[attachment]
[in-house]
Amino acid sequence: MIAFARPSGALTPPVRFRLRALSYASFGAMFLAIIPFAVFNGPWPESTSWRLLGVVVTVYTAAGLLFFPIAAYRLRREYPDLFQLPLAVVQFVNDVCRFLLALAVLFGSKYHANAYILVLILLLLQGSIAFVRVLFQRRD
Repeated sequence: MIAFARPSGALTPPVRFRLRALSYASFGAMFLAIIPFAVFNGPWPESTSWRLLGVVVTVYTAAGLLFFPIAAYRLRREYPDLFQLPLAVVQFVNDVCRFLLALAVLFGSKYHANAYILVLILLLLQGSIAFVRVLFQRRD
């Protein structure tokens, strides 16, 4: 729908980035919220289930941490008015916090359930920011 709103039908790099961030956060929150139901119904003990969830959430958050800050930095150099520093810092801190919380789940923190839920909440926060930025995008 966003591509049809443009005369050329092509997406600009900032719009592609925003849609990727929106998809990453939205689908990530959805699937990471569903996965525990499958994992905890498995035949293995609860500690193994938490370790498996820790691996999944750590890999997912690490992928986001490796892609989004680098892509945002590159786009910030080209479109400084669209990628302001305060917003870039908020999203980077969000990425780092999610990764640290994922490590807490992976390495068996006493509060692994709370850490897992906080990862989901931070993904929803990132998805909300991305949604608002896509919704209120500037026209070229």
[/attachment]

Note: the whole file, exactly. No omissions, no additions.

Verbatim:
[in-house]
Amino acid sequence: MIAFARPSGALTPPVRFRLRALSYASFGAMFLAIIPFAVFNGPWPESTSWRLLGVVVTVYTAAGLLFFPIAAYRLRREYPDLFQLPLAVVQFVNDVCRFLLALAVLFGSKYHANAYILVLILLLLQGSIAFVRVLFQRRD
Repeated sequence: MIAFARPSGALTPPVRFRLRALSYASFGAMFLAIIPFAVFNGPWPESTSWRLLGVVVTVYTAAGLLFFPIAAYRLRREYPDLFQLPLAVVQFVNDVCRFLLALAVLFGSKYHANAYILVLILLLLQGSIAFVRVLFQRRD
């Protein structure tokens, strides 16, 4: 729908980035919220289930941490008015916090359930920011 709103039908790099961030956060929150139901119904003990969830959430958050800050930095150099520093810092801190919380789940923190839920909440926060930025995008 966003591509049809443009005369050329092509997406600009900032719009592609925003849609990727929106998809990453939205689908990530959805699937990471569903996965525990499958994992905890498995035949293995609860500690193994938490370790498996820790691996999944750590890999997912690490992928986001490796892609989004680098892509945002590159786009910030080209479109400084669209990628302001305060917003870039908020999203980077969000990425780092999610990764640290994922490590807490992976390495068996006493509060692994709370850490897992906080990862989901931070993904929803990132998805909300991305949604608002896509919704209120500037026209070229």